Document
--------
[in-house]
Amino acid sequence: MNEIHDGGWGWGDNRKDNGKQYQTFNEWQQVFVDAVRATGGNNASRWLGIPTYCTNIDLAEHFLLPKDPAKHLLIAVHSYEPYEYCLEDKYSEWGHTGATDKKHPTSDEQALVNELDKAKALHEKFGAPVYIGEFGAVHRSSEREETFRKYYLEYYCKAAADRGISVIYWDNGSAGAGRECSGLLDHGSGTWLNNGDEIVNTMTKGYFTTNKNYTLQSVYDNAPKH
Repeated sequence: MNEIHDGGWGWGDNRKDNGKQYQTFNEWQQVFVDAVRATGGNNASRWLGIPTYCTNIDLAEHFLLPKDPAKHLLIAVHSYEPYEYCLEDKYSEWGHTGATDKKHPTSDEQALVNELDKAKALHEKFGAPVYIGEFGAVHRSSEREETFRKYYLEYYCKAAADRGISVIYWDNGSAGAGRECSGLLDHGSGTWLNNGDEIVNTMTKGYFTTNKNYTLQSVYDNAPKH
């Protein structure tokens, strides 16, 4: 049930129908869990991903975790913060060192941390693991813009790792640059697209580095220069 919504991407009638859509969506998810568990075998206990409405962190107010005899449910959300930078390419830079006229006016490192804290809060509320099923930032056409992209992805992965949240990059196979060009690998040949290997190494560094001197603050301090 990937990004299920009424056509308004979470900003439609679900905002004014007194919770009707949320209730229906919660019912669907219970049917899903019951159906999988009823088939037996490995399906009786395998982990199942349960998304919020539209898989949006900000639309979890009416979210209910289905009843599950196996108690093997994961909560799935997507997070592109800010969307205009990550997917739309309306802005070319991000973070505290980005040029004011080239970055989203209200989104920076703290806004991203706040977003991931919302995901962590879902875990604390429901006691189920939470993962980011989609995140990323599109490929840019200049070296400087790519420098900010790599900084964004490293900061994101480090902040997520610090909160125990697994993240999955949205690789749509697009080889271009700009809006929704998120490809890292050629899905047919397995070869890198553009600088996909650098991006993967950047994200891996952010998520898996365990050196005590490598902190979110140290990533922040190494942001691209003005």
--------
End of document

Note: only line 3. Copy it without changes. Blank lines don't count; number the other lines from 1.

Repeated sequence: MNEIHDGGWGWGDNRKDNGKQYQTFNEWQQVFVDAVRATGGNNASRWLGIPTYCTNIDLAEHFLLPKDPAKHLLIAVHSYEPYEYCLEDKYSEWGHTGATDKKHPTSDEQALVNELDKAKALHEKFGAPVYIGEFGAVHRSSEREETFRKYYLEYYCKAAADRGISVIYWDNGSAGAGRECSGLLDHGSGTWLNNGDEIVNTMTKGYFTTNKNYTLQSVYDNAPKH